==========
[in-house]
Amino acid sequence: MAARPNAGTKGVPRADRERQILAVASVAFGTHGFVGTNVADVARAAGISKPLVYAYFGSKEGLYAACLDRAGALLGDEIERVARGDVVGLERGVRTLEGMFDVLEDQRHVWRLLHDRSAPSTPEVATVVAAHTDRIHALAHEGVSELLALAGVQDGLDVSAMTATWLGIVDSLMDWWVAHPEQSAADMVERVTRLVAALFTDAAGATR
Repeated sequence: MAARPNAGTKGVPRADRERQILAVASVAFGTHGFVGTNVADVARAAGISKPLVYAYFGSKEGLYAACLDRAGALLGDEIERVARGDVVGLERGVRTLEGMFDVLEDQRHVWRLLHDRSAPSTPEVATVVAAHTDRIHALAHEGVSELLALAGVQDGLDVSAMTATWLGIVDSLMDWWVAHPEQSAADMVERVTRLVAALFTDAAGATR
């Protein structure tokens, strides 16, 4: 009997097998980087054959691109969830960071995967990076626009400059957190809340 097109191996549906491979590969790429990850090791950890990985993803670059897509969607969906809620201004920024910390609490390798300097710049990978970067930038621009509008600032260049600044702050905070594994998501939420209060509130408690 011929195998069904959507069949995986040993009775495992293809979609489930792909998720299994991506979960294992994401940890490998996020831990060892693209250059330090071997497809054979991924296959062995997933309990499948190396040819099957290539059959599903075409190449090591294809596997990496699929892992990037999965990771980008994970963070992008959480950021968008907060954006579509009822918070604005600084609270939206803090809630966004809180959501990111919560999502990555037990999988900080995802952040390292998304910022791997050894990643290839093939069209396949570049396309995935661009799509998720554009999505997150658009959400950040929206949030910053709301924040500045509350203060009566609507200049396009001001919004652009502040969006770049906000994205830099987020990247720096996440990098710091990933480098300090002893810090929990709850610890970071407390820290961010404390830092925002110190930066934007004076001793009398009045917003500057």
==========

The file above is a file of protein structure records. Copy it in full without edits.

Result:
[in-house]
Amino acid sequence: MAARPNAGTKGVPRADRERQILAVASVAFGTHGFVGTNVADVARAAGISKPLVYAYFGSKEGLYAACLDRAGALLGDEIERVARGDVVGLERGVRTLEGMFDVLEDQRHVWRLLHDRSAPSTPEVATVVAAHTDRIHALAHEGVSELLALAGVQDGLDVSAMTATWLGIVDSLMDWWVAHPEQSAADMVERVTRLVAALFTDAAGATR
Repeated sequence: MAARPNAGTKGVPRADRERQILAVASVAFGTHGFVGTNVADVARAAGISKPLVYAYFGSKEGLYAACLDRAGALLGDEIERVARGDVVGLERGVRTLEGMFDVLEDQRHVWRLLHDRSAPSTPEVATVVAAHTDRIHALAHEGVSELLALAGVQDGLDVSAMTATWLGIVDSLMDWWVAHPEQSAADMVERVTRLVAALFTDAAGATR
């Protein structure tokens, strides 16, 4: 009997097998980087054959691109969830960071995967990076626009400059957190809340 097109191996549906491979590969790429990850090791950890990985993803670059897509969607969906809620201004920024910390609490390798300097710049990978970067930038621009509008600032260049600044702050905070594994998501939420209060509130408690 011929195998069904959507069949995986040993009775495992293809979609489930792909998720299994991506979960294992994401940890490998996020831990060892693209250059330090071997497809054979991924296959062995997933309990499948190396040819099957290539059959599903075409190449090591294809596997990496699929892992990037999965990771980008994970963070992008959480950021968008907060954006579509009822918070604005600084609270939206803090809630966004809180959501990111919560999502990555037990999988900080995802952040390292998304910022791997050894990643290839093939069209396949570049396309995935661009799509998720554009999505997150658009959400950040929206949030910053709301924040500045509350203060009566609507200049396009001001919004652009502040969006770049906000994205830099987020990247720096996440990098710091990933480098300090002893810090929990709850610890970071407390820290961010404390830092925002110190930066934007004076001793009398009045917003500057």